Florida’s experience is consistent with epidemiological experience and research, as the infectious disease experts who authored the Great Barrington Declaration pointed out last October: “Basic epidemiological theory indicates that lockdowns do not reduce the total number of cases in the long run and have never in history led to the eradication of a disease.  At best, lockdowns delay the increase of cases for a finite period and at great cost. ”

This is also consistent with recent, peer-reviewed research done on COVID spread in different countries that finds lockdowns and their severity have no ultimate effect. Numerous other recent studies make this conclusion.

Florida was also below the national average rise in total deaths per capita, which would include deaths caused by lockdowns in other states. As early as July, CDC Director Robert Redfield said of young people: “We’re seeing, sadly, far greater suicides now than we are deaths from COVID.”

Nationally, there was a 16.9 percent increase in total deaths, regardless of cause. Florida’s increase was lower at 14.8 percent. Meanwhile, New York saw a 30.1 percent spike and California’s deaths increased by 18.6 percent.

Known for its appeal to retirees, Florida is home to about 4.5 million Americans aged 65 and older. Coronavirus-related deaths per 100,000 seniors in Florida are below those of New York and California, and below the national average.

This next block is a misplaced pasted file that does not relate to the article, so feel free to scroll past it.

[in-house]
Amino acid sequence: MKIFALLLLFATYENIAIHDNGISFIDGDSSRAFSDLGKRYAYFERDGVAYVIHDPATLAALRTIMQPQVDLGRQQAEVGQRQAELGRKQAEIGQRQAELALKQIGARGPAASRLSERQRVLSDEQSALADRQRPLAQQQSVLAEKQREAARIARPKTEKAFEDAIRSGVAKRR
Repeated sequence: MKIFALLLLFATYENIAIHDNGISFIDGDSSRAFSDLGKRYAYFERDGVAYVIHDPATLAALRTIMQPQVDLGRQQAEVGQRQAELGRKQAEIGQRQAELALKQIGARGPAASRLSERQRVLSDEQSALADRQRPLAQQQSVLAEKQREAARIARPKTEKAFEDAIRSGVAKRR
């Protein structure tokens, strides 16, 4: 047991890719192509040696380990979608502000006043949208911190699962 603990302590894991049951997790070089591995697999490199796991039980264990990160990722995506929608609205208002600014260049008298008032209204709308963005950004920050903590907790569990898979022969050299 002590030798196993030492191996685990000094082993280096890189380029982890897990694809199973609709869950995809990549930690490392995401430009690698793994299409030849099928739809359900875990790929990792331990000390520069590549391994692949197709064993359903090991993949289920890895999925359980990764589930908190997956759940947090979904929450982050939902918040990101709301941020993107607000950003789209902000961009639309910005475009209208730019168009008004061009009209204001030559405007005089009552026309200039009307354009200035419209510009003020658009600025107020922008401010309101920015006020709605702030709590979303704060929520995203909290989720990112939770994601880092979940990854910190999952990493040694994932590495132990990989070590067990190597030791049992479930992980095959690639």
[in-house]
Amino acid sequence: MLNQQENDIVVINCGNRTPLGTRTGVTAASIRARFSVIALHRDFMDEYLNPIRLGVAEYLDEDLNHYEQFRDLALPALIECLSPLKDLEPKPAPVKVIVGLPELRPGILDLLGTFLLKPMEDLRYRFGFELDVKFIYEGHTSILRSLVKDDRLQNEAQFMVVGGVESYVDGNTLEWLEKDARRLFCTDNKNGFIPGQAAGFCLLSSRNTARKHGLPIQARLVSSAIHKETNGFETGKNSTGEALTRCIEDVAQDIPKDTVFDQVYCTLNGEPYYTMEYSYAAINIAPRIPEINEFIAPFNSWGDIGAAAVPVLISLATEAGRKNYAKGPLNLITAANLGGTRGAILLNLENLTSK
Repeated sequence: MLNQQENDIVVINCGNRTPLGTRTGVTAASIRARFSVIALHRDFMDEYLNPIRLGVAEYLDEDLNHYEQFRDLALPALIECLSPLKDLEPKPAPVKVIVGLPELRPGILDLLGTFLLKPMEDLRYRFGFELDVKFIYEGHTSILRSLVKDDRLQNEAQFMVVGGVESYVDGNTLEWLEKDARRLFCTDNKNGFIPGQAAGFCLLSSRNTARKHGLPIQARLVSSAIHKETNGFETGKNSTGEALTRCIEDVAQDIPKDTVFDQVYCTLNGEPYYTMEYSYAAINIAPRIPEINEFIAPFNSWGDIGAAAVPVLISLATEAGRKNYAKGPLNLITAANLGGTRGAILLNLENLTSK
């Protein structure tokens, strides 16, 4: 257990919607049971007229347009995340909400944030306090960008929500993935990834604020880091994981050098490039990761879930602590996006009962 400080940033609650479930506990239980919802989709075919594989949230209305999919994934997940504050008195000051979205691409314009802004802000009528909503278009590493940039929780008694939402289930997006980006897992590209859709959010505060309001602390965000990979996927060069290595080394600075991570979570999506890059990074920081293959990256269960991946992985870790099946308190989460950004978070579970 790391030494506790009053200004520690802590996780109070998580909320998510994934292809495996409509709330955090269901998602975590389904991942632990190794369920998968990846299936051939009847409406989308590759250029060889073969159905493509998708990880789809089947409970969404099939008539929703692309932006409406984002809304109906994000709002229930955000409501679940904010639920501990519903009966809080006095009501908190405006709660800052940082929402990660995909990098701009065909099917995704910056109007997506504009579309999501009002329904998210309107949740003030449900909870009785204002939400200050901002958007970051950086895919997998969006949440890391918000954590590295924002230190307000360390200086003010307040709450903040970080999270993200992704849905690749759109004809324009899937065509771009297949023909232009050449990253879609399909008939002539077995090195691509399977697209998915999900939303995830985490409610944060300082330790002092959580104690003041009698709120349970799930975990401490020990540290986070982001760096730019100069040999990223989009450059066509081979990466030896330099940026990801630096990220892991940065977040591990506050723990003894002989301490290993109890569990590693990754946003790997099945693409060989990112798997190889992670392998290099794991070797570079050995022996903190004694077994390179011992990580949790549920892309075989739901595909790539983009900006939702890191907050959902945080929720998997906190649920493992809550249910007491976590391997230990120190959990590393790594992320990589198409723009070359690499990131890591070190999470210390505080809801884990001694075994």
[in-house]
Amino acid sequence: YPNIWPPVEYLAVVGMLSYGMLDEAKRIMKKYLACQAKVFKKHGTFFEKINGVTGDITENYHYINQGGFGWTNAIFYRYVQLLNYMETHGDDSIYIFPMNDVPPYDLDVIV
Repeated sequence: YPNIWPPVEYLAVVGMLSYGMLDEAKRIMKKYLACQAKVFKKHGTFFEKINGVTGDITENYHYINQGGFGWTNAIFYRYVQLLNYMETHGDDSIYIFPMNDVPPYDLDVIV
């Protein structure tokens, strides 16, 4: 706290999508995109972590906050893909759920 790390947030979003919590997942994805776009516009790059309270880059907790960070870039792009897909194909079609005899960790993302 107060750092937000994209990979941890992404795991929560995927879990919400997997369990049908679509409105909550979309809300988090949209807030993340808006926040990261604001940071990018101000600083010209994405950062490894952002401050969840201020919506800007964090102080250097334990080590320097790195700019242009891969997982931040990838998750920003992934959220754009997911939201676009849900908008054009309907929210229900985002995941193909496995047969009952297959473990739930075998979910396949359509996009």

Florida has lost 474 out of every 100,000 seniors to coronavirus, while the national average is 666. The virus has killed 573 of every 100,000 seniors in California, and a staggering 1,066 of every 100,000 in New York.

Meanwhile, almost 40 percent of Florida seniors have already received the vaccine, while other states struggle to vaccinate their elderly and most vulnerable.

Florida’s hospitalizations per million people were comparable or slightly higher than those in New York and California until November, when both locked-down states spiked in hospitalizations. Ever since, those states’ hospitalizations have continued to dramatically surpass Florida’s hospitalization numbers. Daily new coronavirus cases per million people have also been lower in Florida than in New York and California almost every day since December.

Even Florida’s Democrat emergency management director Jared Moskowitz defended Republican Gov. DeSantis’ leadership against criticism from other Democrats. “It was New York that had a cover up for the last six months, and hid 50% of the nursing home deaths,” Moskowitz said on Tuesday. “We would never have gotten away with that for 15 days in Florida, let alone six months.”

Despite Florida’s proven record on fighting the virus — and the popularity of moving to the Sunshine State from other parts of the country — President Joe Biden is considering banning travel to and from Florida.

As Florida Sen. Marco Rubio has pointed out, Biden called Trump’s proposed travel ban on China “xenophobic” and insisted a European travel ban would “not stop” coronavirus.

The only reason to shut down travel to Florida — where coronavirus numbers are often below average and no lockdowns have crippled the economy — is political theater. DeSantis has put the leaders of locked-down blue states to shame, and Democrat politicians are ashamed to admit it.

Elle Reynolds is an intern at the Federalist, and a senior at Patrick Henry College studying government and journalism. You can follow her work on Twitter at @_etreynolds.